By Lei Yi Wong
In order to tackle the COVID-19 pandemic, countries across the globe have employed various tactics. These include ‘quarantine’ or ‘lockdown’, which have meant stay-home orders, the closing of outdoor facilities and businesses, or both. Such measures have been deemed by some as essential for the containment of the coronavirus, but they have also been the subject of constitutional concerns. The balance struck seems to have been varied across the globe. Thought-provoking issues arise upon the closer inspection of a few selected countries that represent different continents and have exhibited different reactions to the crisis.
The UK is currently in the midst of easing its lockdown measures. The Health Protection (Coronavirus, Restrictions) Regulations 2020 made it an offence in all four nations to leave home without a “reasonable excuse”. In England and Wales this offence was in effect between 21 April and 1 June. “Reasonable excuse” was left undefined by the regulations, but a non-exhaustive list of excuses was provided, including obtaining food and medical supplies and exercising. Additionally, all non-essential businesses were closed, including businesses selling food or drink for consumption on the premises and recreational facilities listed in Schedule 2. Since June, non-essential shops in England have been allowed to reopen. Children of school-going age will be expected to return to school full-time in September.
The government has faced legal challenges on the lockdown measures. Recently, the International Airlines Group, Ryanair, and EasyJet have issued a pre-action protocol letter protesting the rule that passengers arriving from abroad will have to self-isolate for two weeks. The claim will be heard at the Royal Courts of Justice imminently. The challenge disputes the proportionality and fairness of the rule imposed, and the claimants have said that people should only have to self-isolate if they are returning from ‘high risk’ countries.
On 11 March, the Hungarian government declared a state of emergency. Public gatherings in enclosed spaces with more than 100 people were prohibited, and in-person lessons at schools were gradually disallowed. Controversially, the Hungarian parliament voted by a two-thirds majority to allow the government of Prime Minister Viktor Orbán to rule by decree without a set time limit. Legislation was also passed that criminalised the spreading of false information, which could be punishable with a prison sentence of up to five years. ‘Ruling by decree’ garnered criticism across the EU, with the European parliament approving a statement that said Hungary’s measures were “incompatible with European values”. The Hungarian Parliament has since voted to end the nation's state of emergency, revoking the law.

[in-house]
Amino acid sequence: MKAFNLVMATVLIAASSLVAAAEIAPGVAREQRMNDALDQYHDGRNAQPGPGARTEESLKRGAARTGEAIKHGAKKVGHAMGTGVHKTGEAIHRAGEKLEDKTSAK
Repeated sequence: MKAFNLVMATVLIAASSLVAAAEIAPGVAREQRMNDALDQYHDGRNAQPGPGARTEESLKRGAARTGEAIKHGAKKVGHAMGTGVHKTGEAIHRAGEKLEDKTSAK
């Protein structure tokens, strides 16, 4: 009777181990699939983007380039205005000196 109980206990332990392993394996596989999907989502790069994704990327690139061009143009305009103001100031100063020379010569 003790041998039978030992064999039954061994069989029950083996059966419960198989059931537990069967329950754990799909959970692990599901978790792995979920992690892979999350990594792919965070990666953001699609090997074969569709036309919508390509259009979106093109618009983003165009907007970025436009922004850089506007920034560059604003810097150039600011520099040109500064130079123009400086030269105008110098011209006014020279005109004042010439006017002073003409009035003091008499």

On May 25, Japan lifted a nationwide state of emergency. During that time, businesses and schools were urged to close and people were requested to stay home. Japan has been one of the few countries that have not imposed penalties enforcing coronavirus rules. It has been suggested that the reluctance to set enforceable limits on personal rights stems from accommodating the prevailing post-war consciousness of safeguarding individual rights. Moreover, Japanese ‘self-regulation’ has proven to be effective in keeping death rates low.
South Africa has downgraded its coronavirus lockdown measures to ‘level three’. This marks the full reopening of retail trade, media services, and professional and business services. The status of current measures is especially interesting as a South African High Court has declared the level three regulations unconstitutional. Justice Norman Davis found that the regulations were ‘irrational’ and has given the government two weeks to rework them. Cooperative Governance and Traditional Affairs Minister Nkosazana Dlamini-Zuma has since filed an application for leave to appeal against the judgment.
It seems that Japan has been unique in minimising the role of the law in its response to COVID-19. On the other hand, Hungarian legislation in the name of a coronavirus response has greatly enhanced executive powers. It is clear that there is a spectrum across countries regarding the role of law and its utilisation. What is effective and appropriate clearly differs depending on each country’s socio-political circumstances. It will be intriguing, however, to observe a new determination of judicial powers in light of legal challenges to government regulations, as seen in the UK and South Africa. It remains to be seen as to whether a pandemic can influence the balance of powers.
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